By KATE HUNTER
Who the hell knows what politicians really think these days?
The set pieces and party lines mean real feelings and true beliefs are often quashed because it’s all about the win. Stick to the approved dialogue and we can’t go wrong. After we’ve got our feet under the front benches we can relax a bit – better to ask forgiveness than permission and all that.
Personally, I LOVE IT when a politician outs themselves as a dick, because I can adjust my vote accordingly.
When Cory Bernardi expressed his fears that gay marriage would lead to people eloping with their cavoodles, I was punching the air. Not because I agreed with him (personally, I’m lukewarm about my dog) but because it was refreshing to hear a politician say he truly believes.
He didn’t say it for long though. Social media went into meltdown and there were calls for his sacking. I don’t know, but I’d guess Liberal leaders asked him to tone it down. Stick to the approved dialogue, mate – just until we get over the line.
I wish all politicians would be open and honest about where they stand, what they think and believe. I want to know what their partners know – how they talk with their friends, what they tell their kids.
I don’t want to hear the words on the party website read out loud.
So when a public figure says they want to sink the boats or turn state schools into French bistros I’ll be applauding. Then I’ll cross that knob off my to-worry-about-list.
Australians, generally, are not small minded idiots and I don’t believe they will vote for a person or party they know to be a bad egg, not in huge numbers.They haven’t so far.
Bob Katter is a bit like your embarrassing uncle who crashes Christmas dinner. There will always be people who believe he ‘talks a lot of sense,’ but there are more who think he’s a bit of a joke.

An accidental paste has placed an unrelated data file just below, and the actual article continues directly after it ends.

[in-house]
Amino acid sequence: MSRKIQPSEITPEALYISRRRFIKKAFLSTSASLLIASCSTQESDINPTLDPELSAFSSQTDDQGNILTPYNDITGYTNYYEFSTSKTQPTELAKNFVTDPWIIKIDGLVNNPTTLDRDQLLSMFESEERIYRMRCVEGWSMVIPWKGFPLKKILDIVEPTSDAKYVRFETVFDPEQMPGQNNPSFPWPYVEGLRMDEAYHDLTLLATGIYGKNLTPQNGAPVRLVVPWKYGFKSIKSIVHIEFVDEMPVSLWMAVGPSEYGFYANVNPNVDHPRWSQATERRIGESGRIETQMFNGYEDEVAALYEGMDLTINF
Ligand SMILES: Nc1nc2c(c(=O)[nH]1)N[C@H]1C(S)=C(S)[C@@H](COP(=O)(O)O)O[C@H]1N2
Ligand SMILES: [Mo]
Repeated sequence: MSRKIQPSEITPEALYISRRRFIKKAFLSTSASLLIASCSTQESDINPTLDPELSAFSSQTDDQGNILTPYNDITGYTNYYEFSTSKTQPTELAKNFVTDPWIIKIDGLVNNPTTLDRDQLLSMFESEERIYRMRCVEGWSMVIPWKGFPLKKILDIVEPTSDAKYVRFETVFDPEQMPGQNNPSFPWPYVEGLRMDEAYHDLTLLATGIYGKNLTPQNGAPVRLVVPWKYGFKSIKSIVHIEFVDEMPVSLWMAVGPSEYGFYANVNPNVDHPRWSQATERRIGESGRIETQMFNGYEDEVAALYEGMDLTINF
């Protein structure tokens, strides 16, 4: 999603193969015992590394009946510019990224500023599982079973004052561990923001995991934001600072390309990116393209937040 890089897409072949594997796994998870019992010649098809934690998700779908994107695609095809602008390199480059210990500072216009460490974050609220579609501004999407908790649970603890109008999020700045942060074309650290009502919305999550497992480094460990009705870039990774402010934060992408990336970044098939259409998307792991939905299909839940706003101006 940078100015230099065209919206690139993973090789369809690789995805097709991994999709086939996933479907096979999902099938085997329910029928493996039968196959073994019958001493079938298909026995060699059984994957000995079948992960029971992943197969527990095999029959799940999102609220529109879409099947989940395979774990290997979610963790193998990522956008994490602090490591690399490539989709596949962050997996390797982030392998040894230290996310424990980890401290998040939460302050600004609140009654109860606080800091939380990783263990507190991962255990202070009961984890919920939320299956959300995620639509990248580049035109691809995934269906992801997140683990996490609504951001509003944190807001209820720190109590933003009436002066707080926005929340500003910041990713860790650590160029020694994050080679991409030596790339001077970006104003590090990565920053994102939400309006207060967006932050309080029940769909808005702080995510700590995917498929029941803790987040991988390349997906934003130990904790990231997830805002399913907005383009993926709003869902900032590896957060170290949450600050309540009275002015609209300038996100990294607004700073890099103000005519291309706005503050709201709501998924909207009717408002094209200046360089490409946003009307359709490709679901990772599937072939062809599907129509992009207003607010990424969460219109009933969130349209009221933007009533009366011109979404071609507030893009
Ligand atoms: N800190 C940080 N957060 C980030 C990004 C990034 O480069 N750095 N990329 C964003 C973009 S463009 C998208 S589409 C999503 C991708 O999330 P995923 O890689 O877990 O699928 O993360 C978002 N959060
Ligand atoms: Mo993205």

When I feel bleak about our country and where we’re going socially, I remind myself that we have an openly gay, female Finance Minister. We had a female Prime Minister (she was treated appallingly in many ways but she was there, something that was unimaginable a generation ago).
People are fond of saying, ‘You mightn’t have liked John Howard, but at least you knew where he stood.’
It’s weird, isn’t it, that Howard-style honesty is such a remarkable thing?
Surely we should know where all our politicians stand.
I really want to know, because I admit to voting on personality, not policies. I’ll be called naive and labelled a fool. But these days it seems policy changes with the polls – personal beliefs don’t.
Before polls became a thing and ‘media advisor’ became a profession, politicians had more freedom to say what they felt without fear of a social media backlash and an immediate dip in the polls.
Imagine how different things would have been if Twitter had been around when Bob Hawke drank beer on TV and called bosses ‘bums’. If Menzies had run the country with one eye on the polls and the other on Facebook.
There was a freedom back then, an honesty we’re missing in public life now. It’s too controlled, too careful. The truth is out there, but how do we know what it is?
That’s why when a politician says or does something I find abhorrent, or even silly, I won’t bay for blood. I don’t want them to shut up. I’m not going to worry about the masses who might agree with them.
I’ll be grateful for their honesty. I’ll quietly file it away as useful information and use it where it’ll make a difference.
In the end, the ballot box matters more than likes on a Facebook page.
If you could pick a single politician and force them to be upfront and honest for a day, who would it be?